The average size of new apartments is shrinking in major cities all around the country. In DC alone, new apartments built between 2010 and 2016 are on average 9% smaller than those built in prior years. It’s a trend that is both caused by and that helps to relieve high rent prices in the District.

Graphic by the author.

This is according to a recent analysis from RCLCO, a Maryland-based real estate advisory group. RCLCO gathered data from 20 urban apartment markets across the country between 2000 and 2016 to see where apartment size was changing the most and why.

According to the report, the average size of new apartments has decreased in almost all cities, nationwide. The largest decreases are seen in high- and moderate-cost markets like Washington, Los Angeles, and Chicago, due to a combination of market forces:

Aggregating the markets by relative housing cost shows how pricing economics have influenced the change. Average unit size shrunk the most in moderate- and high-cost markets, where there has been an attractive combination of strong demand fundamentals for new product in general and larger base unit sizes relative to the very high cost markets. As a result, new supply in high- and moderate-cost markets today is sized much more comparably to that in very high-cost markets—the gap in size between the average new unit in New York and Washington, DC, for example, has closed quite a bit.

The report indicates some of this shrinking of the average apartment is due to smaller floor plans; the average 1-bedroom apartment in 2016 is smaller than its 2000 counterpart. However, the majority (~73%) of the decrease in average size is due to a shift away from multi-bedroom apartments in favor of studios and single bedrooms units.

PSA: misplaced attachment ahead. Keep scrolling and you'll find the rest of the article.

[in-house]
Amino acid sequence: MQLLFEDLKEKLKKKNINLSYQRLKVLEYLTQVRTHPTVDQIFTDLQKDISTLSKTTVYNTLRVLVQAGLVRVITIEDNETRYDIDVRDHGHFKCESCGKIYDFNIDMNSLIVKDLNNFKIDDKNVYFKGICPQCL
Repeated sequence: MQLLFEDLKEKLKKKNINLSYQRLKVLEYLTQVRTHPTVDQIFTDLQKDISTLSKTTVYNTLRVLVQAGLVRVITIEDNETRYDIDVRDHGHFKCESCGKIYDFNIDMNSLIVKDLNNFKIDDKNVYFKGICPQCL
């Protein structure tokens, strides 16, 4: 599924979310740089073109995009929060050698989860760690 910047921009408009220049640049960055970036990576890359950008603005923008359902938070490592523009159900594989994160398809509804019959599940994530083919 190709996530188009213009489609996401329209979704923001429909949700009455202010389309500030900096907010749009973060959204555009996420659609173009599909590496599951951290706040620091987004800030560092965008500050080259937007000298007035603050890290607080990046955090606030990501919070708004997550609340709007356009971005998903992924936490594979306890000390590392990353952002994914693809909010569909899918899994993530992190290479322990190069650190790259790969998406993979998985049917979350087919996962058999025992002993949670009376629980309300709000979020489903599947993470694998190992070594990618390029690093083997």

In DC, “micro-units” are at the extreme of this trend. Micro-units are apartments under 600 square feet that have sprung up in high-demand areas such as the 14th Street, Dupont Circle, and the Southwest Waterfront. These units aim to use clever design, shared amenities, and compact appliances to offer a comfortable living situation in a small area. According to the report the nationwide prevalence of such units has doubled in recent years, despite efforts in cities like Seattle where some residents have banded together to fight them.

It would be wrong to characterize smaller living space as a completely new trend, when in at least one way, it’s closer to historic norms. In terms of square feet of living space per capita, DC has been far more crowded in the recent past. In 1950, over 14% of the population lived in a residence with more than one person per room. The present rate is a third of that.

Where the present differs is in the trend towards more studios and one bedrooms. Developers are responding to an unprecedented number of individuals who, for any of a few reasons, want to live on their own. In 1920, 5% of the US population lived individually, a figure that is 27% as of 2013. For those who want to live on their own in DC, a smaller apartment for less rent makes a lot of sense.

The benefits of this shift are primarily economic: smaller apartments mean more people can be sheltered for less resources. In fact, DC’s building boom in smaller apartments seems to have slowed rent increases — at least for luxury apartments. While this seems inegalitarian, it’s only in the short run. Over time these benefits should eventually spread across all tiers of comparable housing, assuming enough new housing is being built.

On the other hand, more small apartments means that DC will be relatively less friendly to families in the long term. While small expensive apartments tend to eventually turn into small cheap apartments, they’re still small. No matter how well-designed a single bedroom unit is, it’s not going to work for a family. Making cities friendly for families is an important and complex issue, well beyond the question of how large an apartment should be.